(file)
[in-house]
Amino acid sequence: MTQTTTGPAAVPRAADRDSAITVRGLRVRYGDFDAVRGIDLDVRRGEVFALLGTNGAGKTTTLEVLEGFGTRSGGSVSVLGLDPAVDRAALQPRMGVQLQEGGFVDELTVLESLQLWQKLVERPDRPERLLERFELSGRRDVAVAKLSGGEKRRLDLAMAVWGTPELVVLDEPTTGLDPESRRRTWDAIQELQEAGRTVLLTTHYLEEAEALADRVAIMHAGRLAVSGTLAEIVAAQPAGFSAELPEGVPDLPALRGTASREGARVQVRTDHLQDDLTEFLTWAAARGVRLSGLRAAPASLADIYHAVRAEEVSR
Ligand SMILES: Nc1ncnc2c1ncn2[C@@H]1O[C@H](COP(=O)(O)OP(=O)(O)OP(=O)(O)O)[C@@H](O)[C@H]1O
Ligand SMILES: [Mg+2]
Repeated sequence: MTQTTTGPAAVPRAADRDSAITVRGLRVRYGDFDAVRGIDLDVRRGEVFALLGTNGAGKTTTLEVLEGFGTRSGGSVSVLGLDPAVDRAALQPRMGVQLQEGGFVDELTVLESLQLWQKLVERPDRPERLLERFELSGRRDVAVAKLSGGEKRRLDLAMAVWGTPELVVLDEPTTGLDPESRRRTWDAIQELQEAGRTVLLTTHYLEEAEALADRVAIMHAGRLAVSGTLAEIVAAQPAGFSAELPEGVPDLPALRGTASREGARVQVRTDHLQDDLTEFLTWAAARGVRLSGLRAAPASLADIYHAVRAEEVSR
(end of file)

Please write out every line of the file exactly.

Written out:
[in-house]
Amino acid sequence: MTQTTTGPAAVPRAADRDSAITVRGLRVRYGDFDAVRGIDLDVRRGEVFALLGTNGAGKTTTLEVLEGFGTRSGGSVSVLGLDPAVDRAALQPRMGVQLQEGGFVDELTVLESLQLWQKLVERPDRPERLLERFELSGRRDVAVAKLSGGEKRRLDLAMAVWGTPELVVLDEPTTGLDPESRRRTWDAIQELQEAGRTVLLTTHYLEEAEALADRVAIMHAGRLAVSGTLAEIVAAQPAGFSAELPEGVPDLPALRGTASREGARVQVRTDHLQDDLTEFLTWAAARGVRLSGLRAAPASLADIYHAVRAEEVSR
Ligand SMILES: Nc1ncnc2c1ncn2[C@@H]1O[C@H](COP(=O)(O)OP(=O)(O)OP(=O)(O)O)[C@@H](O)[C@H]1O
Ligand SMILES: [Mg+2]
Repeated sequence: MTQTTTGPAAVPRAADRDSAITVRGLRVRYGDFDAVRGIDLDVRRGEVFALLGTNGAGKTTTLEVLEGFGTRSGGSVSVLGLDPAVDRAALQPRMGVQLQEGGFVDELTVLESLQLWQKLVERPDRPERLLERFELSGRRDVAVAKLSGGEKRRLDLAMAVWGTPELVVLDEPTTGLDPESRRRTWDAIQELQEAGRTVLLTTHYLEEAEALADRVAIMHAGRLAVSGTLAEIVAAQPAGFSAELPEGVPDLPALRGTASREGARVQVRTDHLQDDLTEFLTWAAARGVRLSGLRAAPASLADIYHAVRAEEVSR